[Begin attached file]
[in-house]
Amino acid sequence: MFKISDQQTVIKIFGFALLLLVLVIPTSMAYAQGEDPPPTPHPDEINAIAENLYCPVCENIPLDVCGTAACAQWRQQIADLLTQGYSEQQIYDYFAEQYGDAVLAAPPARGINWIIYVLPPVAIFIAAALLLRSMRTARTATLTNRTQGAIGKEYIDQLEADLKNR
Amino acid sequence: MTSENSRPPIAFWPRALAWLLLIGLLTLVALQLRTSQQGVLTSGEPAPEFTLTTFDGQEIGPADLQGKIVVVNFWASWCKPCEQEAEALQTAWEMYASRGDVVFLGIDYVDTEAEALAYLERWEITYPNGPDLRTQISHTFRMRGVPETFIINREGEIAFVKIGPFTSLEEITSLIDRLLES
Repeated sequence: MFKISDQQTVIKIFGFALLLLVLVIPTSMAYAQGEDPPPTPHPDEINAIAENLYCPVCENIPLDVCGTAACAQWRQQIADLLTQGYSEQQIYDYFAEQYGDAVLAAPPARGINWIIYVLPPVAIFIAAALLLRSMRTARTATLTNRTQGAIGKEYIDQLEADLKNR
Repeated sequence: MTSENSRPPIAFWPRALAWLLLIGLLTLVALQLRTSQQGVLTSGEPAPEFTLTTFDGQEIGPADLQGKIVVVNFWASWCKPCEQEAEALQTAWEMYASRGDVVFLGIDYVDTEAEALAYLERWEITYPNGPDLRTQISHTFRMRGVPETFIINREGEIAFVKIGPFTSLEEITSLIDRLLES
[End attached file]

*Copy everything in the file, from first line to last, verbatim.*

[in-house]
Amino acid sequence: MFKISDQQTVIKIFGFALLLLVLVIPTSMAYAQGEDPPPTPHPDEINAIAENLYCPVCENIPLDVCGTAACAQWRQQIADLLTQGYSEQQIYDYFAEQYGDAVLAAPPARGINWIIYVLPPVAIFIAAALLLRSMRTARTATLTNRTQGAIGKEYIDQLEADLKNR
Amino acid sequence: MTSENSRPPIAFWPRALAWLLLIGLLTLVALQLRTSQQGVLTSGEPAPEFTLTTFDGQEIGPADLQGKIVVVNFWASWCKPCEQEAEALQTAWEMYASRGDVVFLGIDYVDTEAEALAYLERWEITYPNGPDLRTQISHTFRMRGVPETFIINREGEIAFVKIGPFTSLEEITSLIDRLLES
Repeated sequence: MFKISDQQTVIKIFGFALLLLVLVIPTSMAYAQGEDPPPTPHPDEINAIAENLYCPVCENIPLDVCGTAACAQWRQQIADLLTQGYSEQQIYDYFAEQYGDAVLAAPPARGINWIIYVLPPVAIFIAAALLLRSMRTARTATLTNRTQGAIGKEYIDQLEADLKNR
Repeated sequence: MTSENSRPPIAFWPRALAWLLLIGLLTLVALQLRTSQQGVLTSGEPAPEFTLTTFDGQEIGPADLQGKIVVVNFWASWCKPCEQEAEALQTAWEMYASRGDVVFLGIDYVDTEAEALAYLERWEITYPNGPDLRTQISHTFRMRGVPETFIINREGEIAFVKIGPFTSLEEITSLIDRLLES